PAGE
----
PEOPLE v. TUITT

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Supreme Court, Appellate Division, Second Department, New York.

PEOPLE of State of New York, Respondent, v. Brian TUITT, Appellant.

2015–04276

Decided: August 07, 2019

RUTH C. BALKIN, J.P., SYLVIA O. HINDS–RADIX, JOSEPH J. MALTESE, VALERIE BRATHWAITE NELSON, JJ. Steven A. Feldman, Uniondale, NY, for appellant. Anthony A. Scarpino, Jr., District Attorney, White Plains, N.Y. (Christine DiSalvo and William C. Milaccio of counsel), for respondent.

DECISION & ORDER

ORDERED that the order is affirmed, without costs or disbursements.

The defendant was convicted, upon his plea of guilty, of rape in the first degree and sexual abuse in the first degree (two counts), arising from an incident in which the defendant sexually assaulted three girls between the ages of 11 and 13 years old.  After a hearing pursuant to the Sex Offender Registration Act (see Correction Law art 6–C; hereinafter SORA), the Supreme Court assessed the defendant 120 points, which presumptively placed him within the range for a level three designation.  The court denied the defendant's request for a downward departure and designated him a level three sex offender.  The defendant appeals, challenging the assessment of points under risk factors 1 and 12, and the denial of his request for a downward departure.

In establishing an offender's risk level pursuant to SORA, the People have the burden of proving the facts supporting the determinations sought by clear and convincing evidence (see Correction Law § 168–n[3]).  Such facts may be established through the defendant's admissions, the victim's statements, “and any relevant materials and evidence” submitted by the parties, including “reliable hearsay evidence” (id.), which may come from, among other documents, evaluative reports completed by the supervising probation officer, or case summaries prepared by the Board of Examiners of Sex Offenders (see People v. Mingo, 12 N.Y.3d 563, 573, 883 N.Y.S.2d 154, 910 N.E.2d 983; SORA: Risk Assessment Guidelines and Commentary at 5 [2006; hereinafter SORA Guidelines] ).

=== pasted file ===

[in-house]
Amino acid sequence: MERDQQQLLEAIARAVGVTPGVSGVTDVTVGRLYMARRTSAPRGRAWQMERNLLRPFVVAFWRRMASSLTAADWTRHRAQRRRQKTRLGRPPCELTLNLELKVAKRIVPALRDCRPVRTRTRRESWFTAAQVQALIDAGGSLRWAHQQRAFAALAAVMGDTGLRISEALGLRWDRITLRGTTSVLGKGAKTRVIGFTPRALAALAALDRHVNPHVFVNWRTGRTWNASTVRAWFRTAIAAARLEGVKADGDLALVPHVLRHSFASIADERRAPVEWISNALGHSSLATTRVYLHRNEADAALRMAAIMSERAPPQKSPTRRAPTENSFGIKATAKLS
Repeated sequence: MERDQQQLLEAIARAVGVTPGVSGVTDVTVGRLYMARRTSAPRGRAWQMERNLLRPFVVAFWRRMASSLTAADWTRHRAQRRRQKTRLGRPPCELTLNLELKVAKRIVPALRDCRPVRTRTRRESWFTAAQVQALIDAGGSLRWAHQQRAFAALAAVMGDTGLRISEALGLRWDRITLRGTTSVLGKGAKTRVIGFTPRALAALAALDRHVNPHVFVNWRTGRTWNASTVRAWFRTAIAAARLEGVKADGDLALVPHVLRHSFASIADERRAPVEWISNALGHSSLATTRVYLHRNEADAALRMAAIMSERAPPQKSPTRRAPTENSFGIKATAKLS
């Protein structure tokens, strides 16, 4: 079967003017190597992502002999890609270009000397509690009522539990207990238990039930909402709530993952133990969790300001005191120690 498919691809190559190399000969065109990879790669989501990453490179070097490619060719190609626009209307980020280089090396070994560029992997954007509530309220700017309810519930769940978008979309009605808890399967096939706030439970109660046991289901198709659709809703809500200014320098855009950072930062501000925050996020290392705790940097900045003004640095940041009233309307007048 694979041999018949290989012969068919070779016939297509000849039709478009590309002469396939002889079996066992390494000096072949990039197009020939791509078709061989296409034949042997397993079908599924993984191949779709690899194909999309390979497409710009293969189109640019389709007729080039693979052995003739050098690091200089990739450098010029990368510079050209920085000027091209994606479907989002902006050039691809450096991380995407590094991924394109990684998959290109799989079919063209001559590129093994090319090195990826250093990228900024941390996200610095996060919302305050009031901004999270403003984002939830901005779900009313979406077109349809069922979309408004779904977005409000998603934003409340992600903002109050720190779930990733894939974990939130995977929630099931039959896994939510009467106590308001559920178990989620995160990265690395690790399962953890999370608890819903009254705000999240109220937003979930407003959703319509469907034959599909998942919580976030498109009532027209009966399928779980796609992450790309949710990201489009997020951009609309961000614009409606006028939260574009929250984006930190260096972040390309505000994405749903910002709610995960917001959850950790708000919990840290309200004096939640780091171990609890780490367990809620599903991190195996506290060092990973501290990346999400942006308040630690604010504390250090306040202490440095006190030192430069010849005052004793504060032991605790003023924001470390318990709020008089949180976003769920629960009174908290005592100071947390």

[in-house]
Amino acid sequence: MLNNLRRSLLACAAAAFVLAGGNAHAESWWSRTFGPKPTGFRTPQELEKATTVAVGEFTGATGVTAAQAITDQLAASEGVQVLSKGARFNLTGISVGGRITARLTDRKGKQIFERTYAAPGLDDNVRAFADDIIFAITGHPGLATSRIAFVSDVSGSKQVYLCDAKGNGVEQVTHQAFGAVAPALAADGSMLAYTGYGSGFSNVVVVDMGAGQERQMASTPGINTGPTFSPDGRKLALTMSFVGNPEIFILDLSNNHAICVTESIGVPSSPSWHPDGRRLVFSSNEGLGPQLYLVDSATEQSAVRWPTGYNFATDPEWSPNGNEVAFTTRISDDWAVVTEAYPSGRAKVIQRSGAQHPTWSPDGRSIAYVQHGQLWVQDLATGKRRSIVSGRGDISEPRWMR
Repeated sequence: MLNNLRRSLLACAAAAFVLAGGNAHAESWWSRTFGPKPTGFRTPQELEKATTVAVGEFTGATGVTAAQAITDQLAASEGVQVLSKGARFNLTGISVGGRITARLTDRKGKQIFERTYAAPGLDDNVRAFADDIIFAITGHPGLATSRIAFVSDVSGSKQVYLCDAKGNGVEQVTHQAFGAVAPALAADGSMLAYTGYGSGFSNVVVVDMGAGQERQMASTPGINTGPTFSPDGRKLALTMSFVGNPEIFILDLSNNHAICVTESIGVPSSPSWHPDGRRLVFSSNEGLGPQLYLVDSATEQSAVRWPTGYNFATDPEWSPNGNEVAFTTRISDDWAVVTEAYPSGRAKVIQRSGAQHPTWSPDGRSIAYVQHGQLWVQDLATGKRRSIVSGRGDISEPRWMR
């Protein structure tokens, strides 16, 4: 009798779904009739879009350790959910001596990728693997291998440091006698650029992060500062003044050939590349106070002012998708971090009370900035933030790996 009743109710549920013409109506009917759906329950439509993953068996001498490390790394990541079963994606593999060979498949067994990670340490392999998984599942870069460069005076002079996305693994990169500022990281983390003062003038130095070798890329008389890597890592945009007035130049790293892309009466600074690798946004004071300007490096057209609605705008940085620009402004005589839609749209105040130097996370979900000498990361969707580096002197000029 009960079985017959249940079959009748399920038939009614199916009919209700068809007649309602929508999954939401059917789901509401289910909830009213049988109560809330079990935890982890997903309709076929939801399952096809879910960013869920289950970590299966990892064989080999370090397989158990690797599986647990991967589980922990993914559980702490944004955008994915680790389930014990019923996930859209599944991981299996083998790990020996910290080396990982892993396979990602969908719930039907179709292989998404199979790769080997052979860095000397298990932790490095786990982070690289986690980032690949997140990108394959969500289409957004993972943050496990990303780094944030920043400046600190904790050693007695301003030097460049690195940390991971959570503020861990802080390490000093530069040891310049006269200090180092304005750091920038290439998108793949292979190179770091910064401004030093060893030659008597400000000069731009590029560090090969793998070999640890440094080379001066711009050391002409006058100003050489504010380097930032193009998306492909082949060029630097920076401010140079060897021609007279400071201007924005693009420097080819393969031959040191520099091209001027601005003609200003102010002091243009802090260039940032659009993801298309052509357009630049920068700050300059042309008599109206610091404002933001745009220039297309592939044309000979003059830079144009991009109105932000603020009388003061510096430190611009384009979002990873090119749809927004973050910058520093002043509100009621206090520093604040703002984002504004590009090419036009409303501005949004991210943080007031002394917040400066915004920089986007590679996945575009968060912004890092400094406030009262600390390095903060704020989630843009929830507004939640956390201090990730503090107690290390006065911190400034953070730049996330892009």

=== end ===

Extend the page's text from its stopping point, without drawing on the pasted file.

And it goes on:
We agree with the Supreme Court's determination assessing the defendant 30 points under risk factor 1 for being armed with a dangerous instrument.  The People established by clear and convincing evidence that the defendant was wearing his police uniform with his handgun holstered on his hip when he sexually assaulted the victims, and thus, was armed with a dangerous instrument during the subject incident (see SORA Guidelines at 7–8; People v. Watkins, 168 A.D.3d 1007, 1008, 91 N.Y.S.3d 246; People v. Dash, 111 A.D.3d 907, 908, 977 N.Y.S.2d 39; see also People v. Pettigrew, 14 N.Y.3d 406, 409, 901 N.Y.S.2d 569, 927 N.E.2d 1053).

We also agree with the Supreme Court's determination assessing the defendant 15 points under risk factor 12 for failing to accept responsibility for his conduct and for refusing or being expelled from sex offender treatment.  Contrary to the defendant's contention, the People established by clear and convincing evidence that the defendant did not genuinely accept responsibility for his conduct (see SORA Guidelines at 15–16).  In this regard, the People relied upon the defendant's limited admissions, persistent denials, and statements which minimized his behavior and attempted to shift blame to his victims and their family members (see People v. Royal, 165 A.D.3d 851, 852, 84 N.Y.S.3d 580; People v. Colon, 146 A.D.3d 822, 823, 43 N.Y.S.3d 921).

A defendant seeking a downward departure from the presumptive risk level has the initial burden of “(1) identifying, as a matter of law, an appropriate mitigating factor, namely, a factor which tends to establish a lower likelihood of reoffense or danger to the community and is of a kind, or to a degree, that is otherwise not adequately taken into account by the [SORA] Guidelines; and (2) establishing the facts in support of its existence by a preponderance of the evidence” (People v. Wyatt, 89 A.D.3d 112, 128, 931 N.Y.S.2d 85; see People v. Gillotti, 23 N.Y.3d 841, 861, 994 N.Y.S.2d 1, 18 N.E.3d 701; see also SORA Guidelines at 4).  If the defendant makes that twofold showing, the court must exercise its discretion by weighing the mitigating factor to determine whether the totality of the circumstances warrants a departure to avoid an overassessment of the defendant's dangerousness and risk of sexual recidivism (see People v. Gillotti, 23 N.Y.3d at 861, 994 N.Y.S.2d 1, 18 N.E.3d 701; People v. Champagne, 140 A.D.3d 719, 720, 31 N.Y.S.3d 218).

Contrary to the defendant's contention, a downward departure was not warranted here, as none of the factors put forward by the defendant, either singly or in combination with each other, showed that the presumptive risk level overassessed the defendant's dangerousness and risk of sexual recidivism (see generally People v. Gillotti, 23 N.Y.3d at 861, 994 N.Y.S.2d 1, 18 N.E.3d 701; SORA Guidelines at 2).

BALKIN, J.P., HINDS–RADIX, MALTESE and BRATHWAITE NELSON, JJ., concur.